Cibo Matto on Returning to Music, Its Unorthodox Sound, and the Joys of Food
After a decade apart, Yuka Honda and Miho Hatori, founders of art-pop outfit Cibo Matto, are reuniting for a minitour that includes at stop at Bimbo's this Saturday. The Japanese expats began playing concerts together again under less than ideal circumstances -- tsunami benefits -- but now that they're officially back, they're ready for it all: tours, albums, "the whole shebang."
Yuka Honda and Miho Hatori of Cibo Matto
Cibo Matto initially came of age in New York's underground art scene in the early '90s, making electronic beat-filled pop songs that defied traditional genres. Bossa nova trip-hop? Samba-infused art pop? Brooklyn-via-Tokyo hip-hop? Why, of course -- but all you really need to know is that the music is danceable and the lyrics are all about food. As Honda explained via telephone from New York City last week, Cibo Matto never got why that was considered unique. We spoke to her about the recent reunion, their long-running love of food, and what to expect from this week's S.F. show.
So what have you been up to since Cibo Matto disbanded 10 years ago?
Many things. Part of it was I that I wanted to spend time with my mother -- she was ill at the time and lived in Japan. So I spent a few years with her, and then she passed away. This sounds kind of sad, but it happened to be what I was doing. I also made a few solo albums and I toured with Sean Lennon and started a label with Sean -- I was just really exploring life. I'm very happy for us to be doing this now after all the time apart. It feels like we had to take the time to grow apart from each other to be able to come back. It feels really good.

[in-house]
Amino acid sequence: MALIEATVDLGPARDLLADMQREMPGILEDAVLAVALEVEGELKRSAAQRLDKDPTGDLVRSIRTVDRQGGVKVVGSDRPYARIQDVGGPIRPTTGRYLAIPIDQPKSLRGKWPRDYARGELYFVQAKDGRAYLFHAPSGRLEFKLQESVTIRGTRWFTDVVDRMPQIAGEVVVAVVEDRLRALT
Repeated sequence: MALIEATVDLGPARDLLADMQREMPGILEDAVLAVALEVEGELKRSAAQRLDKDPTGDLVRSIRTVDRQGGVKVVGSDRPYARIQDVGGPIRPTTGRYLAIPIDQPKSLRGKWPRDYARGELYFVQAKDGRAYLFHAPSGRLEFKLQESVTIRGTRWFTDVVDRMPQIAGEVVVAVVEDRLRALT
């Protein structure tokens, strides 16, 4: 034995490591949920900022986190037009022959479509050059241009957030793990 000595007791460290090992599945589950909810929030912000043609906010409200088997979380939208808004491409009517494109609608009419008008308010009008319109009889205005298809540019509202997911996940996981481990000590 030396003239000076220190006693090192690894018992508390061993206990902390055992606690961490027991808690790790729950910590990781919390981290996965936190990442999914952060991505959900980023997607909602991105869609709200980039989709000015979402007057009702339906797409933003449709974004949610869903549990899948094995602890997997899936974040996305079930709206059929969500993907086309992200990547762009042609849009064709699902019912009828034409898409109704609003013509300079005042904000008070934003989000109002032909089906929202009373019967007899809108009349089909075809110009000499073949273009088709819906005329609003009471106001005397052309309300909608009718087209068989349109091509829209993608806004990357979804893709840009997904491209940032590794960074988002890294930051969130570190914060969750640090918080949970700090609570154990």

How did you end up making music and touring with Sean Lennon and the Plastic Ono Band?
I've spent a lot of time with the family, so when they decided to make the Plastic Ono Band album, I got involved on keyboard and sampler. Also, it was because they decided to work with [Japanese musician] Cornelius, and one of my dreams living in the U.S. as a Japanese person is to make a bridge between American and Japanese culture. For Yoko to be working with so many Japanese musicians was very exciting for me.
Is Cibo Matto in the process of recording a new album or did you just want to play some live shows together?
We want to do the whole shebang! We really want to get back together. We've been writing songs, we're making an album. I think the normal procedure would be to make an album then tour. But tour offers came in. We played some tsunami benefits and it felt really good, so we thought we should tour first. We had a feeling we wanted to get back together a few months before the benefits and got back in touch and casually wrote a few songs. So when the tsunami happened and I was talking about benefit concerts with friends, it just seemed like the best thing we could do was play some Cibo Matto songs.
When Cibo Matto first began, why did you decide to include so many food references, including the name itself (Cibo Matto translates to "crazy food" in Italian)?
We were really into food but not just in a way that we like to eat and it tastes good but the entirety of food, the philosophies behind it, and all the cultural differences. For us it seemed very naturally connected to everything else we do in life, including music or love. Food is something that can be very mundane or something that we can really think a lot about. Also we are Japanese, so in Japan it's a little more natural for us to be so obsessed with food. Since we were kids we learned about food and how it affects your spiritual stance in life. Honestly we didn't know that it was a weird thing until we put out the [first] record. We were surprised. We were like, "What? Is it different?" We didn't understand!